Coronavirus: Government warned football structure at risk of collapse

By Dan RoanBBC sports editor
How long can football clubs survive without the return of fans in the stadium?

Football is now at risk of "the collapse of the national league structure that we have known for over 100 years", the government has been warned.

A group of prominent figures has written a joint letter urging ministers to help with a coronavirus crisis rescue package.

Signatories include former Football Association chairmen Greg Dyke and Lord Triesman, Sunderland shareholder Charlie Methven and broadcaster Robbie Savage.

They say many EFL and National League clubs are now preparing to "cease playing... and put their business into administration".

"We would ask that the government now make clear what financial support it's prepared to give before it is too late," the group writes.

"In order for clubs to sustain themselves over the winter and keep playing, they would need to be compensated for the loss of match ticket sales.

"There is still time to act, but not long left."

Sports have been told to prepare for several more months without gate receipts after plans for some fans to return to grounds from 1 October were scrapped last week because of the rising number of coronavirus cases.

EFL chairman Rick Parry told BBC Radio 5 Live on Saturday that some clubs "are on the brink".

Culture Secretary Oliver Dowden told the BBC on Sunday he was "hopeful" the Premier League would confirm it would help lower-league clubs this week.

But it is now unlikely a rescue package will be agreed this week.

A meeting of the top-flight clubs will take place on Tuesday, but Premier League sources have suggested such a timeframe is unrealistic.

Sports governing bodies have been asked to tell the government what they estimate they will lose in gate receipts over the next six months by Wednesday this week.

The government has been told it cannot rely on the top flight, and must also provide emergency funding to cover clubs' loss of matchday revenue.

"The absence of this income is not a result of their actions, but the policies that have been put in place by the government," the group writes.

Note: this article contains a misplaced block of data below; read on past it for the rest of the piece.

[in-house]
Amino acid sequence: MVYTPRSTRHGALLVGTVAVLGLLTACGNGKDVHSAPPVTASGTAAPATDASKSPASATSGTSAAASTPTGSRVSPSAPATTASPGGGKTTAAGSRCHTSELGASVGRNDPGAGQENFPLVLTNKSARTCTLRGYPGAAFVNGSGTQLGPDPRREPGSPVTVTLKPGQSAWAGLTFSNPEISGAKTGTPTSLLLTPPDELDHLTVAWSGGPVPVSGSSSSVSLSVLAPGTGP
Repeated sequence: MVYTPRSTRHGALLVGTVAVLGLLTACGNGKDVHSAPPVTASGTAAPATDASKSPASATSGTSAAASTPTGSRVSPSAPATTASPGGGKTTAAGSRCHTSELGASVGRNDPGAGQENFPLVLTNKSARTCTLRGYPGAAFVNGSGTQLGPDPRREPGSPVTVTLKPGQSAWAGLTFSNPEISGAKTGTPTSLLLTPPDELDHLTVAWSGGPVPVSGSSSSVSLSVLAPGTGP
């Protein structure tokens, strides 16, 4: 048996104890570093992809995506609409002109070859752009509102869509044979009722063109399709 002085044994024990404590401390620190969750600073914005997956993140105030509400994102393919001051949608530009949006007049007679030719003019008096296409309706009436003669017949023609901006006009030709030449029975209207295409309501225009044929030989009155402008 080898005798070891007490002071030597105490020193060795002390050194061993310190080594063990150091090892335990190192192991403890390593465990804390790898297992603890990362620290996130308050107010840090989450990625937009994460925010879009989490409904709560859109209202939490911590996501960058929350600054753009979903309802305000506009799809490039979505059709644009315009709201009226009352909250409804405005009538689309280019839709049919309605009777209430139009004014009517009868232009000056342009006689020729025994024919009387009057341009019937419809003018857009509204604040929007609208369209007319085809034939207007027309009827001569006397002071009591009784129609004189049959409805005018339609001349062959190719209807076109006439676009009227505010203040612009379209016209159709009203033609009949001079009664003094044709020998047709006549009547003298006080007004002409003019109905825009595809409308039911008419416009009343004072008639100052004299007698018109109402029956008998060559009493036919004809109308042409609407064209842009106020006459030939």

"It cannot be the Premier League's sole responsibility to sort out issues arising from government policy.

"The government itself needs to take responsibility or many already embattled towns - often in areas of the country which have suffered many hardships in recent decades - will lose their last focal point."

Sent to both Dowden and the Sports Minister Nigel Huddleston, the letter is also endorsed by chair of the Football Supporters' Association Malcolm Clarke, Damian Collins - former chairman of the Department for Digital, Culture, Media and Sport select committee - and a number of other MPs.

"Without any plans being made to rescue football clubs, many in the EFL and others in the National League as well, are now actively preparing to make all but essential staff redundant, cease playing, close down their youth academies and community foundations, and put their business into administration," Dowden and Huddleston are told.

"This could lead not only to the failure of many historic community clubs, but the collapse of the national league structure that we have known for over 100 years."

"These are decisions that will be made in the coming weeks, with many clubs unable to meet their payroll obligations for next month."

The group refers to the £1.5bn bailout that the government gave to arts and cultural organisations in July.

"We believe that football, like other well-loved professional sports in this country, is also a cultural activity," the signatories add.

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